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Develop your child’s critical thinking skills by challenging their minds with research. You can incorporate this in daily life. If they ask to go to a movie, have them look up the times and prices at the local theaters. Don’t stop there. For older kids, have them add in the popcorn and drinks (with tax) and create a budget needed for a trip to the movie. Also have them check out the ratings and reviews and decide if it will be worth the cost of seeing it in theater or waiting for 6 months later to rent it for a fraction of the price. This teaches them research. It can be used in a myriad of situations: skating, bowling. mini-golf trips. Reading reviews on a place or movie (TripAdvisor or Yelp is good for place reviews) shows them different perspectives and things they may not have considered.

Cook with Your Kids to Practice Trial and Error

The kitchen provides the optimum place to engage critical thinking skills in children (and adults too). Every meal can be used to develop critical thinking. Ask your child their opinion on the food. What would they do to improve the dish? Ask why. Would they add something for a personal preference or because it really needs it- like salt. Would they remove something? Why?

Cooking with your child also helps to build problem solving skills. Use failures- like a fallen cake or flat cookies as an opportunity to do research- why did that happen? Come up with a solution to use the next time. Perhaps a different oven temperature was needed, the wrong type of flour used, or maybe the butter needed to be at room temperature.

By cooking with your kids, you are not only teaching them necessary critical thinking skills, but also providing them with essential life skill of cooking. A double-duty bonus!

By helping your kids to develop their critical thinking through problem solving, research, and experiments in daily life, you are providing them with vital skills that will help them become better, more capable adults

Featured photo credit: Sasin Tipchai via pixabay.com

Reference

[1] OECD.org: United States- Results of 2012 PISA Study
[2] Dan Kurland. Criticalthinking.com: What is Critical Thinking?
[3] Martina Martinelli. Weareteachers.com: 10 Tips For Teaching Kids To Be Awesome Critical Thinkers

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Last Updated on May 7, 2019

How to Detect a Wolf in Sheep’s Clothing

How to Detect a Wolf in Sheep’s Clothing

Work in any competitive field long enough, and you’re bound to run into a wolf in sheep’s clothing. It’s a powerful image. A shepherd watches over his flock to protect them from harm. He’d chase away any predator that tried to make its way into the flock. A clever wolf wearing the skin of a sheep as a disguise can sneak by the vigilant shepherd and get into the herd undetected.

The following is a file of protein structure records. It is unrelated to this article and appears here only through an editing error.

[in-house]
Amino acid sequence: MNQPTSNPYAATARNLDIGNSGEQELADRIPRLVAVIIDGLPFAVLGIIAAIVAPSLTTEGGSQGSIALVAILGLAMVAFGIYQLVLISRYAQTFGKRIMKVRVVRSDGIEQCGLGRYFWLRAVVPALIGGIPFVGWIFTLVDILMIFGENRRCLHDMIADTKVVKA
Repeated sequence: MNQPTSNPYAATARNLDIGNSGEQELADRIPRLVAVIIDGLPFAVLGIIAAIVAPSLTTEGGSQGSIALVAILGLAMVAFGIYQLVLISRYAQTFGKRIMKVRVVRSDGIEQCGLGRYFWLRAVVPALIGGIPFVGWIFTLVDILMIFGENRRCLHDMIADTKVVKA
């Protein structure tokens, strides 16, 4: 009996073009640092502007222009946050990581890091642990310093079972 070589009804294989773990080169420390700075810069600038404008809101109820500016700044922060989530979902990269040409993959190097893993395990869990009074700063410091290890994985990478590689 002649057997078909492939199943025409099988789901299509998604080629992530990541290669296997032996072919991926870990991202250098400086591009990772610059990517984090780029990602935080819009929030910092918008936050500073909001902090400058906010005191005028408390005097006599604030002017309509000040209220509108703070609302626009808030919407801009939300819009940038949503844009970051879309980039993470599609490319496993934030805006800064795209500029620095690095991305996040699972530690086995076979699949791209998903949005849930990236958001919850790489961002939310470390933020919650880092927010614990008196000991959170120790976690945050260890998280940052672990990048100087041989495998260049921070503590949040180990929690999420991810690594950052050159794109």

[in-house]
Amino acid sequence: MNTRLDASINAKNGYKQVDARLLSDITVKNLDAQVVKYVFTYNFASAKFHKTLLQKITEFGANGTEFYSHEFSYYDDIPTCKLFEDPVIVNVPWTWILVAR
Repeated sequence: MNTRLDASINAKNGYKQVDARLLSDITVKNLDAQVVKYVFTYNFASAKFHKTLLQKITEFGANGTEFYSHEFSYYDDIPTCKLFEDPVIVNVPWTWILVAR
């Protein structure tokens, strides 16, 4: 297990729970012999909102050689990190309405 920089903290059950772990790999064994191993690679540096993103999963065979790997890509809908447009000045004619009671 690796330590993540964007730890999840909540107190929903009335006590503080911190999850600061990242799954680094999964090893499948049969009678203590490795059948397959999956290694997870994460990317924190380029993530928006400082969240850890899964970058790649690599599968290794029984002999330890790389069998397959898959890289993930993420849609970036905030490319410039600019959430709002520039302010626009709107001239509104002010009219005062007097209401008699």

The story isn’t just a colorful description–it’s a warning to all of us to beware the wolf in sheep’s clothing. They may seem innocent, but they have ulterior motives. They’ll use different tactics to camouflage their intentions.

The person who is kind to you, but undercuts you when you aren’t around is a wolf in disguise. A wolf in sheep’s clothing might pick your brain for ideas and then pass them off as their own to get a promotion. They’re always looking out for themselves at the expense of everyone around them.

Wearing a Disguise Has Its Advantages

People don’t go out of their way to manipulate others unless they’re getting something out of it. Hiding their intentions gives wolves the chance to manipulate other people to advance their own agenda. They know that what they’re trying to do wouldn’t be popular, or it might cause struggle if they presented themselves honestly.

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    They’ll be able to do what they want with less interference if they put on an act. By the time people figure out their true motives, the wolf has what it wants.

    Signs That Someone Is a Wolf in Disguise

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        1. They live to take power instead of empowering others. A wolf uses people as stepping stones to get the things that they want. They don’t care what happens to anyone else.[1] A wolf at work might make you look bad during a presentation to make themselves look amazing in front of the boss.